Because the composition of the vitreous gel reflects the health or disease status of the surrounding tissues, including the RPE we analyzed the vitreal chamber content of the LRP2-deficient eyes. In both control and mutant mice a gel and a liquid fraction were identified.19 The biochemical synthesis of the vitreous gel fraction was similar in control and mutant eyes. In the myopic eyes however the amount of the liquid fraction was dramatically increased and its ionic and protein composition were impaired. Despite normal systemic values the abundance of potassium, sodium and chloride were significantly decreased whereas the concentration of phosphorus and calcium were increased. It is tempting to associate the above modifications with impaired fluid transport across the Müller and RPE cells of the LRP2-deficient eyes. Further experiments are required to evaluate the values of the same electrolytes within the retinal tissues and associate them with the progression of the disease.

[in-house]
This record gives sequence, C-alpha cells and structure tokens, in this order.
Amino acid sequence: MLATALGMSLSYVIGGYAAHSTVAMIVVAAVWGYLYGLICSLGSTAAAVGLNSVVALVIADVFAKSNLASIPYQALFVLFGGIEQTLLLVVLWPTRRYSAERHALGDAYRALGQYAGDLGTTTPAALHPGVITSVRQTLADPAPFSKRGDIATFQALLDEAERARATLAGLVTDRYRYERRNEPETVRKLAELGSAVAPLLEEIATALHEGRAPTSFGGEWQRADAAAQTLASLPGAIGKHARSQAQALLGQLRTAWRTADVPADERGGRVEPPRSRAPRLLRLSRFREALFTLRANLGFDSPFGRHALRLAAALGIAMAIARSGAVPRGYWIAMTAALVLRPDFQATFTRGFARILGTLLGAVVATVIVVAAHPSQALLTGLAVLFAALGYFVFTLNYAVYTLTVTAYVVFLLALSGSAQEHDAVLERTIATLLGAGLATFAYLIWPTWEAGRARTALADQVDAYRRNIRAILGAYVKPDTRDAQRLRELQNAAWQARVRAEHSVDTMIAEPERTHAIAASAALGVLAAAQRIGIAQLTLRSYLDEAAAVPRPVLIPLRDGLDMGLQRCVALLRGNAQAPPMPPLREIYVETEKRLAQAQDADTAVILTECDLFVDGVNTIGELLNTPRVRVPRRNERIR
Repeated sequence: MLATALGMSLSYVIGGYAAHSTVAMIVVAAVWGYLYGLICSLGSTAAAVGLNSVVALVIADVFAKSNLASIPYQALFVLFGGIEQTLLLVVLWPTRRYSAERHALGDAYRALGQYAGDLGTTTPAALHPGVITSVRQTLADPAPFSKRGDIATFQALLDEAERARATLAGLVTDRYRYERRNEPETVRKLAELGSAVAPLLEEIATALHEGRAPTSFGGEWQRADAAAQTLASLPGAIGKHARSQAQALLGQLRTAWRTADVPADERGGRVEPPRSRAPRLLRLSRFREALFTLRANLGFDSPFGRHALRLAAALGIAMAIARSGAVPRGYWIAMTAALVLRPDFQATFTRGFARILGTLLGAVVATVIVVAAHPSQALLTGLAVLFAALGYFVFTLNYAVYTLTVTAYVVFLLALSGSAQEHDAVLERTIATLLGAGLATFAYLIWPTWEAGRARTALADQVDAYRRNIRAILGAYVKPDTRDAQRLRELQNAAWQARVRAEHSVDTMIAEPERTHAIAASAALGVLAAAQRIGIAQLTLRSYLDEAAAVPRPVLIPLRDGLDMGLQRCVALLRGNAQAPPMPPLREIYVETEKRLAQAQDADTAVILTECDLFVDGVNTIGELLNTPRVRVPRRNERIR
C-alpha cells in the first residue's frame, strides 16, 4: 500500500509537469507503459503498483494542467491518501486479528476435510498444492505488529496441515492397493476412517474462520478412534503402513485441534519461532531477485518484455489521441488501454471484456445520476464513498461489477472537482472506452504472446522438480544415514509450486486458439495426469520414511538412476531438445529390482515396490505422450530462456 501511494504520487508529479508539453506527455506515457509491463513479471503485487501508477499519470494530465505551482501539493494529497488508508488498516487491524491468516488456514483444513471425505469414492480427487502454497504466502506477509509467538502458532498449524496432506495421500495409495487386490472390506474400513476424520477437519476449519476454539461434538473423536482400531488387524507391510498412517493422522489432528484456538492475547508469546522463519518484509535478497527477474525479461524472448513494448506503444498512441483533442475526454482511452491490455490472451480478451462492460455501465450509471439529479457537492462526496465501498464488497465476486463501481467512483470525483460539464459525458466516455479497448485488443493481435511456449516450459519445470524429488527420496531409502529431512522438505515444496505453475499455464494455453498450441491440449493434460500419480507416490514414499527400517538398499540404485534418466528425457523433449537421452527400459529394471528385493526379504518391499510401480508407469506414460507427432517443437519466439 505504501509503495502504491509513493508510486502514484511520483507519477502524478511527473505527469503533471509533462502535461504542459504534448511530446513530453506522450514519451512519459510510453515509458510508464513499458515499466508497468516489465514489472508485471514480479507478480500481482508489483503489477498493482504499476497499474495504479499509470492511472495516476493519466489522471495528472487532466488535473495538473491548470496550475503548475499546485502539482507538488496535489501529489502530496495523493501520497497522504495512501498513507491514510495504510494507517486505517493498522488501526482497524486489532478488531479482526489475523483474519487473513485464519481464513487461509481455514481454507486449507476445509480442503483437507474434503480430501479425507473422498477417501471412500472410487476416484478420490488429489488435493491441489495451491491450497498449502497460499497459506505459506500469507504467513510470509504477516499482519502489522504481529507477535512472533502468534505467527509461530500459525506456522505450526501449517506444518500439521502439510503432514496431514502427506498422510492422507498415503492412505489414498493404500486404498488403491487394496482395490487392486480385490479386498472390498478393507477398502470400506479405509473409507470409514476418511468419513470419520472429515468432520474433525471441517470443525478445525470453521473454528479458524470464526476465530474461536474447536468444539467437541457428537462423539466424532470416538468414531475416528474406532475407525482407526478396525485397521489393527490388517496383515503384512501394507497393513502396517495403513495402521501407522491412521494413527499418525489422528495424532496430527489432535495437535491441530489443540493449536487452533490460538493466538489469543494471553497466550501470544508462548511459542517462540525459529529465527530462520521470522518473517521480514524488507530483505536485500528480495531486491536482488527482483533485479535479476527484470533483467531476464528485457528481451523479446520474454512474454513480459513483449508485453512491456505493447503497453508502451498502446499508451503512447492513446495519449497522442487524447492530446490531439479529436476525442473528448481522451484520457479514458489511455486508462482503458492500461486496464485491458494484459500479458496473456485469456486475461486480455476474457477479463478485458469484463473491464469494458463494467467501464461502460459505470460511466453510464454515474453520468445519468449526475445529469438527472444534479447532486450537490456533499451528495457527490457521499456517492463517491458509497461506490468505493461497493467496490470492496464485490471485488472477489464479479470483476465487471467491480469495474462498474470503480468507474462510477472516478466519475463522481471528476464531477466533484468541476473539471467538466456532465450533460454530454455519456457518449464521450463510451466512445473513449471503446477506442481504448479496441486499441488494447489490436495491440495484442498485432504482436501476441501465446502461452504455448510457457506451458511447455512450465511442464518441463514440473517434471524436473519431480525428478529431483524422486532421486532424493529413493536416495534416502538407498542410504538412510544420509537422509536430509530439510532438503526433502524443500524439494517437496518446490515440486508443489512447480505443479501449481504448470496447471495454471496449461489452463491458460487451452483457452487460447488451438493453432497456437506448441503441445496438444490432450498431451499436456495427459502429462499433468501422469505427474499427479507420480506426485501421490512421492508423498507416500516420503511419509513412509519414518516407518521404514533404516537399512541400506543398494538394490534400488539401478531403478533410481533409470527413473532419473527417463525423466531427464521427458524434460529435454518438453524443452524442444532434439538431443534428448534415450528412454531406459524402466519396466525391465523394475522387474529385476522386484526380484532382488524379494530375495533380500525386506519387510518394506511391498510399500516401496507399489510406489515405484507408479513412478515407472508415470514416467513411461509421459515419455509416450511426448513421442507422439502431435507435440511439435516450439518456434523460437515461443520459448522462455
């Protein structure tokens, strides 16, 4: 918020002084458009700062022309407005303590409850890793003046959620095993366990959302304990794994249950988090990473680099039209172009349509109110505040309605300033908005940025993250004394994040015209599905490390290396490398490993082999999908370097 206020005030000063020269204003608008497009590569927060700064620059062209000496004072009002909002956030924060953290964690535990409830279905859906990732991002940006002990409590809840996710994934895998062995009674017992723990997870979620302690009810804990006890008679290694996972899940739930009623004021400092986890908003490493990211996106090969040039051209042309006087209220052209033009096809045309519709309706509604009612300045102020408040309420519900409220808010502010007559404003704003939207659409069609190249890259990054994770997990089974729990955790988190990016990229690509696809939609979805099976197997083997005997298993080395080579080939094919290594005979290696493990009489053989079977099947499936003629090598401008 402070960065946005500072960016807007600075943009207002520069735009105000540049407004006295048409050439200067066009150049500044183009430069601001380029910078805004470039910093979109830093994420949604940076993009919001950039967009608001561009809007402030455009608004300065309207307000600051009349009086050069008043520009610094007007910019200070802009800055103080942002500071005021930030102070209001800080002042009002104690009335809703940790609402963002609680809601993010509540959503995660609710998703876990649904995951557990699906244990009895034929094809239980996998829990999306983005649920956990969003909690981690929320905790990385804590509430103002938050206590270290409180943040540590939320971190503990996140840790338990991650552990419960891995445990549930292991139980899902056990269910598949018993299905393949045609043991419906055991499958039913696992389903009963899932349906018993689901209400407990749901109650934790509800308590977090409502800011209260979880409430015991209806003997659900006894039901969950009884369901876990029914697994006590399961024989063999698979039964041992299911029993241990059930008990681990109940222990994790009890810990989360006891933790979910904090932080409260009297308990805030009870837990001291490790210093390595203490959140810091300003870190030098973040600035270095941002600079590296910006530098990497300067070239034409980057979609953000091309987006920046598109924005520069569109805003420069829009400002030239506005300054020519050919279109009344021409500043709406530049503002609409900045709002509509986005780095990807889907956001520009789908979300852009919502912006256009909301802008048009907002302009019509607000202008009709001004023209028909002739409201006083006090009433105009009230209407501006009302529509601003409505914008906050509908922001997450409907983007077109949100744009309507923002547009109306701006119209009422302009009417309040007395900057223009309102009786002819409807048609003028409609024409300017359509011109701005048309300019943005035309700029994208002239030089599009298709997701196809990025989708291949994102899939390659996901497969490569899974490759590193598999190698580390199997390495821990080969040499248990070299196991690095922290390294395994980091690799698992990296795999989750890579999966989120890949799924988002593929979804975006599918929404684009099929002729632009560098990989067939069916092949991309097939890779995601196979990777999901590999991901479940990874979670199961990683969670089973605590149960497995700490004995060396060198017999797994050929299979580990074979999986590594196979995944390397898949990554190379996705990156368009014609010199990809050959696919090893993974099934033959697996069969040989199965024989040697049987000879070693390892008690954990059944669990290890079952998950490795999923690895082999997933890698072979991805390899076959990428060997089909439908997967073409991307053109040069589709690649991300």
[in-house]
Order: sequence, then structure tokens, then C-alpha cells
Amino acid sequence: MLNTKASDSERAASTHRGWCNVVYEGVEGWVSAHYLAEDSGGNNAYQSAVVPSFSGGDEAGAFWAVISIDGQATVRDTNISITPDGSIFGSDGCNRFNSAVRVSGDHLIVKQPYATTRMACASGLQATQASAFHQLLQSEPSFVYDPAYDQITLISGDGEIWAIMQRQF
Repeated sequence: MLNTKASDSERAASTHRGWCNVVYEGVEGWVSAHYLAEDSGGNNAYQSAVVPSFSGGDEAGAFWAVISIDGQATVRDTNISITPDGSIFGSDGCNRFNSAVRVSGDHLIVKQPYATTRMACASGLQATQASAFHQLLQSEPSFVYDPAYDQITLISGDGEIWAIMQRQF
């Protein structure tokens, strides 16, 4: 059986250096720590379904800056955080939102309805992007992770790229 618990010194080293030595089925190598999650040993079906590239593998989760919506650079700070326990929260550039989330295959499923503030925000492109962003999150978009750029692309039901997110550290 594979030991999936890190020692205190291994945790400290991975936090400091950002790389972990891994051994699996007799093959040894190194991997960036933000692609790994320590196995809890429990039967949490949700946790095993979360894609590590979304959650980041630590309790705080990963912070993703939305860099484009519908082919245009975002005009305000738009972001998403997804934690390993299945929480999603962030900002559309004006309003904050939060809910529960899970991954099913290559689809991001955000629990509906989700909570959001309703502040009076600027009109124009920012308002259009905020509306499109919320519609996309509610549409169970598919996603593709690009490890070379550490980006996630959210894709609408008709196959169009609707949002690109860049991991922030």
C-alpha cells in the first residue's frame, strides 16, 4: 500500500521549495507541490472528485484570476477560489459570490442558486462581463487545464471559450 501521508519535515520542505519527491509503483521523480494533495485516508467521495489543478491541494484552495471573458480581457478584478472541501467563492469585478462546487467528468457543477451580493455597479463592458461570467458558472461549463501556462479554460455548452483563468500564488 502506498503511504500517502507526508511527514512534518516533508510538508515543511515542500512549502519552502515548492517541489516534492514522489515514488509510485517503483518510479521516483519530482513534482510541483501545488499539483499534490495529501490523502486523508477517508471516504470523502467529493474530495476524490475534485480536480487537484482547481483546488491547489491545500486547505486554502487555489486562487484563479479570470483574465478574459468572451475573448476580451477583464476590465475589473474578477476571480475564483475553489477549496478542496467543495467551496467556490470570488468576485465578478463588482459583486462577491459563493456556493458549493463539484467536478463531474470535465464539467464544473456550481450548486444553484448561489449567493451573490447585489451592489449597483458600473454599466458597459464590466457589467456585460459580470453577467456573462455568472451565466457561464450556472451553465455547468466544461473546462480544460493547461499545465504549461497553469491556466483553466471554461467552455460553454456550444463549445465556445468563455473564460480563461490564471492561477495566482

The protein composition of the mutant liquid vitreous was also dramatically modified. In addition to the strong down-regulation of proteins involved in photoreceptor differentiation and function, proteins involved in myopia susceptibility such as the amyloid beta precursor-like protein 2 and retinaldehyde dehydrogenase 2 were almost completely undetectable in the mutant vitreous.19 It is of interest that several LRP2 ligands, including albumin, transthyretin or DBP, previously reported to be upregulated in the ocular fluids of patients with HM were also increased in the mutants. The increase of LRP2 ligands in the ocular fluids may result from increased local production (synthesis or transport from the blood) or impaired degradation due to LRP2 absence or dysfunction. In this context it is interesting to note that mutations in LRPAP1, encoding the LRP intracellular chaperone RAP, were recently shown to be associated with HM.35 RAP is absolutely required for biosynthesis and plasma membrane expression of LRP2; it may thus be assumed that the above mutations indirectly result in LRP2 dysfunction and impaired endocytosis by abolishing its membrane expression.